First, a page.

New strikes set to be Amcu’s biggest test yet

The Association of Construction and Mineworkers Union's (Amcu's) strike within the platinum and gold sectors this week is set to provide the union's toughest test yet.

Following Monday's press conference at the House of Movements, hastily called by five Amcu shop stewards from Impala and Anglo American Platinum (Amplats), apparently in response to Sunday's volatile Rustenburg mass meeting, long-existing fissures within Amcu are now openly visible and public.

The shop stewards, namely George Tyobeka, Lovers Mkhwa and Gaddafi Mdoda from Amplats, as well as Julius Mralathi and Vuyo Maqanda, both from Impala, rose to prominence from the independent workers' committees that were instrumental in the National Union of Mineworkers's (NUM) eventual fall from grace. Its members were eventually absorbed into Amcu following 2012's strike in the platinum and gold sectors. This strike wave, which gained impetus after the Marikana massacre, landed tens of thousand of new members for Amcu. Less than two years since, accusations and counter accusations of corruption and fraud has come to characterise the relationship between Amcu and some of the former members of the workers' committees that helped establish it. The workers' committees, seen as a threat to Amcu's hegemony were largely disbanded following the 2012 strike wave.

It is perhaps no coincidence that the press conference was hosted by the Workers and Socialist Party (Wasp), whose leaders Mametlwe Sebei and Liv Shange spent the better part of five years helping to organise workers into a more progressive, alternative formation. After Marikana, that formation was widely held to be Amcu. 

A new union, which Amcu president Joseph Mathunjwa believes to have already garnered the support of some of those who once backed him, is said to be in existence, chipping away at Amcu's structural and ideological weaknesses.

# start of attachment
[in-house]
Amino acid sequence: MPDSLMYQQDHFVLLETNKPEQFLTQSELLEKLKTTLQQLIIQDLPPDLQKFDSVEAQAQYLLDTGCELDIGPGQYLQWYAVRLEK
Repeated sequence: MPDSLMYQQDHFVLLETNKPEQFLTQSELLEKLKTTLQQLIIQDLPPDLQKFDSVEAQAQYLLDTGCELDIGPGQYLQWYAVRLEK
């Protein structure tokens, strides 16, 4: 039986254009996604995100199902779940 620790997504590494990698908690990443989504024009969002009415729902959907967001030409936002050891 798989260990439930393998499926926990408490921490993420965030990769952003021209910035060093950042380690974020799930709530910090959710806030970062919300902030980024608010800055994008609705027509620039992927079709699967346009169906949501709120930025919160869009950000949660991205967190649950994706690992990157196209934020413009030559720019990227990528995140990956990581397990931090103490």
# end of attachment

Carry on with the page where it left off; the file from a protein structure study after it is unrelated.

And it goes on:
The emergence of the National Union of Metalworkers of South Africa (Numsa) as a major player in the mining industry following the NUM's decline, has also heightened Mathunjwa's paranoia. Those who attended Sunday's mass rally at Rustenburg's Olympic Stadium have noted how he not only named and berated "fraudulent" and "corrupt" apostates – leading to the assault of one worker – but also prevented invited Numsa president Andrew Chirwa from speaking.

What has become clear since Sunday is that Amcu's leadership considers the five shop stewards, as well as their sympathisers – "former Amcu members" who have already been "wined and dined by [Jacob] Zuma" – as those who have already taken bribes from mining houses (in order to facilitate retrenchments) and have been recruited into the shadowy new union's ranks. 

What is pivotal at this point, and what the shop stewards and Wasp have drawn attention to, is how this recent strike is likely to pan out. The speakers at Monday's press conference highlighted what they called a forced consensus, a lack of unity and a clear strategy for the strike that might see the mining houses scupper the all-important goal of R12 500 as the entry-level wage in the mining industry. 

Other commentators have noted how Mathunjwa's January 15 statement on "wage disputes in the mining sector" seemed to be more about asserting his ego as opposed to forthright declaration of properly canvassed consensus. 

Tellingly, the five shop stewards – some whose direct powers have been stripped owing to retrenchments in some of the mining houses they represented – were equivocal on their stance regarding the strike. Others, such as Impala's Maqanda, seemed somewhat opposed to it, while Amplats's Mdoda said they would support the upcoming strike only if Mathunjwa met them around a negotiating table to iron out their differences and allowed workers to discuss a strategy for the strike. Otherwise, the shop stewards said, they would return to the safety of the workers' committees that paved the way for Amcu's infiltration into the platinum belt to begin with. It is a statement best read between the lines.

It is difficult to assess how much momentum the call to end or postpone the strike will gather, especially considering Sunday's show of force. Those opposed to what they have called a disunited strike have called for a rally at Olympic Stadium – the same venue of Sunday's rally.

There are also other grey areas that may hamper the workers' readiness to strike. Some employees, desperate for last year's increases, are believed to have individually accepted offers being brandished by management of various mining houses, putting the legality of the impending strike action in question for them.

Wasp leader Mametlwe Sebei believes that in preparation for the strike, mining houses have stockpiled tonnes of gold and platinum, enough to keep their share prices stable and keep the R12 500 goalposts out of reach for even the most enthusiastic of strikers.

These are just a few of the reasons why some of the above mentioned shop stewards – or "former shop stewards", according to Amcu national treasurer Jimmy Gama – are seeing blood on the horizon.

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Kwanele Sosibo
Kwanele Sosibo
Kwanele Sosibo is the editor of Friday, the arts and culture section of the Mail and Guardian.

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